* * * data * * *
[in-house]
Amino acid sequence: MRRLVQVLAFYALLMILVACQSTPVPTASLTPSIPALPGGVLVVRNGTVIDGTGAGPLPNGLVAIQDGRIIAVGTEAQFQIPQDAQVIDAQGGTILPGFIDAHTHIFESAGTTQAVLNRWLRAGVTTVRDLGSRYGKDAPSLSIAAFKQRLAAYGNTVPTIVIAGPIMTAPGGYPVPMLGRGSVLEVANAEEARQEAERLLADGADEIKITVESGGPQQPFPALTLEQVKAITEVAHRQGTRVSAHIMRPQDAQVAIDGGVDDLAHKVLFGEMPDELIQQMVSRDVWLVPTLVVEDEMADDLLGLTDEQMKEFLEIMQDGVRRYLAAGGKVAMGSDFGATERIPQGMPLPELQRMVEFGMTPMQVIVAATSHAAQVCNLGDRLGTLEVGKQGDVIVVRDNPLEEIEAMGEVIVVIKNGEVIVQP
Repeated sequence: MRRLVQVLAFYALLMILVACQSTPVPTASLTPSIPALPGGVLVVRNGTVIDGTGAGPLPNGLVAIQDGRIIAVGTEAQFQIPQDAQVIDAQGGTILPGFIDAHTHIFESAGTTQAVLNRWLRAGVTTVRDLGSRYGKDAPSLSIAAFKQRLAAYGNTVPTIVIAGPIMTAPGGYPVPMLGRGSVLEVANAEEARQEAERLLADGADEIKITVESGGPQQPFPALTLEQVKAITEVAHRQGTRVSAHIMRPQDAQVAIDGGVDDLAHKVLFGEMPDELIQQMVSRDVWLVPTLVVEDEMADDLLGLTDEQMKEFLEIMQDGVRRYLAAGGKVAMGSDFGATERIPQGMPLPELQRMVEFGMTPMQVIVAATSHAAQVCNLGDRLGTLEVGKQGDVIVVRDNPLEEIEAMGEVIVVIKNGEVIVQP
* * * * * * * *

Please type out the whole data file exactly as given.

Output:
[in-house]
Amino acid sequence: MRRLVQVLAFYALLMILVACQSTPVPTASLTPSIPALPGGVLVVRNGTVIDGTGAGPLPNGLVAIQDGRIIAVGTEAQFQIPQDAQVIDAQGGTILPGFIDAHTHIFESAGTTQAVLNRWLRAGVTTVRDLGSRYGKDAPSLSIAAFKQRLAAYGNTVPTIVIAGPIMTAPGGYPVPMLGRGSVLEVANAEEARQEAERLLADGADEIKITVESGGPQQPFPALTLEQVKAITEVAHRQGTRVSAHIMRPQDAQVAIDGGVDDLAHKVLFGEMPDELIQQMVSRDVWLVPTLVVEDEMADDLLGLTDEQMKEFLEIMQDGVRRYLAAGGKVAMGSDFGATERIPQGMPLPELQRMVEFGMTPMQVIVAATSHAAQVCNLGDRLGTLEVGKQGDVIVVRDNPLEEIEAMGEVIVVIKNGEVIVQP
Repeated sequence: MRRLVQVLAFYALLMILVACQSTPVPTASLTPSIPALPGGVLVVRNGTVIDGTGAGPLPNGLVAIQDGRIIAVGTEAQFQIPQDAQVIDAQGGTILPGFIDAHTHIFESAGTTQAVLNRWLRAGVTTVRDLGSRYGKDAPSLSIAAFKQRLAAYGNTVPTIVIAGPIMTAPGGYPVPMLGRGSVLEVANAEEARQEAERLLADGADEIKITVESGGPQQPFPALTLEQVKAITEVAHRQGTRVSAHIMRPQDAQVAIDGGVDDLAHKVLFGEMPDELIQQMVSRDVWLVPTLVVEDEMADDLLGLTDEQMKEFLEIMQDGVRRYLAAGGKVAMGSDFGATERIPQGMPLPELQRMVEFGMTPMQVIVAATSHAAQVCNLGDRLGTLEVGKQGDVIVVRDNPLEEIEAMGEVIVVIKNGEVIVQP